Regarding the astronomy cull, I’ve seen STFC graphs of the number of postdocs as a function of time which supposedly demonstrate the overheating of the astronomy sector in the good years. I’m not in a position to judge whether this is actually the case. However, the way the data were presented implied there was a problem of sustainability. Then again, these graphs came from the STFC…..

  2. telescoper Says:

    Citation counts obviously contain some information, but it’s daft to think that they can tell you everything. They’re certainly not a reliable measure of “quality” (whatever that means); they relate more to “impact” (whatever that means). My highest-cited papers are not the ones I regard as the best, but they are the ones that most people seem to find useful.

    The balance between facilities and the human investment needed to exploit them is not at all easy to get right, but it’s so far out of kilter at the moment that it’s ridiculous. In my opinion we should have ditched more facilities and use the money to at least try do some things well, rather than having lots of shiny kit with nobody to do the science.

  3. […] This post was mentioned on Twitter by Paul Crowther, Peter Coles. Peter Coles said: Turning the Tables: http://wp.me/pko9D-1z5 […]

  4. I don’t know, but my suspicion is, since Hungary is not a big country with respect to space science, that most of the papers involve international collaborations and as such have more citations for the same reasons that all international-collaboration papers have. Maybe the same holds for Scotland.

  5. telescoper Says:

    For a country with a population of around 5 million, Scotland has quite a number of largish groups, including Edinburgh, St Andrews and Glasgow. I don’t know, but I doubt whether Scottish astronomers are more involved in international projects than their English (or Welsh) equivalents.

    Incidentally, Andy Fabian includes in his article an argument that research funds should be concentrated in a small number of large groups, presumably including Cambridge. I don’t agree with this, because not everyone who’s good is in a big group and not everyone who’s in a big group is good. I’d suggest that good people in small groups merit funding much more than mediocre ones who happen to be in big departments. Funding should be based on scientific merit. But how to measure that?

  6. One can (and some countries do) make the following argument: give more money to the less-productive groups. The idea is that they can use the money for improvement. If one gives it to the best groups, then they just get even better, and get more money next time as well. (Of course, if a bad group doesn’t improve as a result of having more money, it shouldn’t continue to collect.)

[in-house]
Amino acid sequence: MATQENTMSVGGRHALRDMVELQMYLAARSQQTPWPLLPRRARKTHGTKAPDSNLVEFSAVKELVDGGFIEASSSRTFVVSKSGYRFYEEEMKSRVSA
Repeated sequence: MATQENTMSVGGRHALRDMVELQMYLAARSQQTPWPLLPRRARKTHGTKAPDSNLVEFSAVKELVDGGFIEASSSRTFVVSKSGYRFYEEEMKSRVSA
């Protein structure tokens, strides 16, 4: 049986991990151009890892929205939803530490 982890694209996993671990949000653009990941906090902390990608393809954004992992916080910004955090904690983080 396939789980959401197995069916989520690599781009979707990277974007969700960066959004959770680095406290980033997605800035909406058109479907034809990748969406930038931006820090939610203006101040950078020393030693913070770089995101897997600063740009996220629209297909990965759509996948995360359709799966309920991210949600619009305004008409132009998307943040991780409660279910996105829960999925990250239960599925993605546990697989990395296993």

Hand-in-hand with allocating money on the basis of “quality” is the role of rankings. Two things many people don’t realise: first, only ten things can be in the top ten; second, with enough attention to detail, one can always say “x is better than y”; more important are absolute criteria for quality rather than a ranking.

  7. Bring on the exodus – we have just received a new scheme for hiring astronomers here in Oz – the Super Science Fellowships – and there have been a rash of adds for the first round (July 2010) and there will be a another round of positions (approved and funded) in July 2011.

    The downside is that the applicants have to be within 3 years of PhD, but I hope we can cream off some of those PhDs the UK is producing but have no where to go 🙂

  8. telescoper Says:

    Could they change to within 30 years of a PhD?

  9. Woken Postdoc Says:

    Whenever I’m mingling with good students and younger postdocs, I urge them (strenuously) to join the exodus. For those UK-born, now is a very good time to seek broader, international experience. I wince to watch the overstayers: they like a queue of ducklings crossing the M25.

    The problem is not just STFC’s budget hole; it’s a degenerately top-down, anti-scientific, anti-creative, industrial mentality. Even before the merger, signs of “gambler’s fallacy” popped up in PPARC rhetoric. Once upon a time, there were instrument-motivated posts (PLS), and there were scientifically-motivated posts (on grants and fellowships). The latter were all about addressing the great mysteries of the universe, pursuing a personal thesis using whatever tools the individual research deems appropriate. Nowadays, all posts have effectively been degraded into PLS. The STFC explicitly evaluates fellowships and grants for narrow, immediate relevance to its facilities. The attitude seems to be: “We bought all these big machines. Now give the machines some slaves. We’ll concoct a scientific motivation later.” They’ve put the cart before the horse. The craftsman has become subordinate to his tools.

    What outcomes were the chosen bibliometrics designed to favour? Who are the people who preferentially survive the cuts? Trendy backflippers who switch their allegiance from one satellite/facility to another every three years. Lemmings. Bandwagon passengers and passive networkers who ride on massive consortia aimed at mass-producing repetitive, impersonal, 50-author papers. What happens to the independent thinkers, writing good but infrequent two-author papers in hard theory and insightful observation? We all see the trend. Too many of us buckle, and merge into the machine. Watch your younger colleagues as they gradually lose spark and individuality. Warn them to flee.

    Like Cronus, the STFC is eating his young.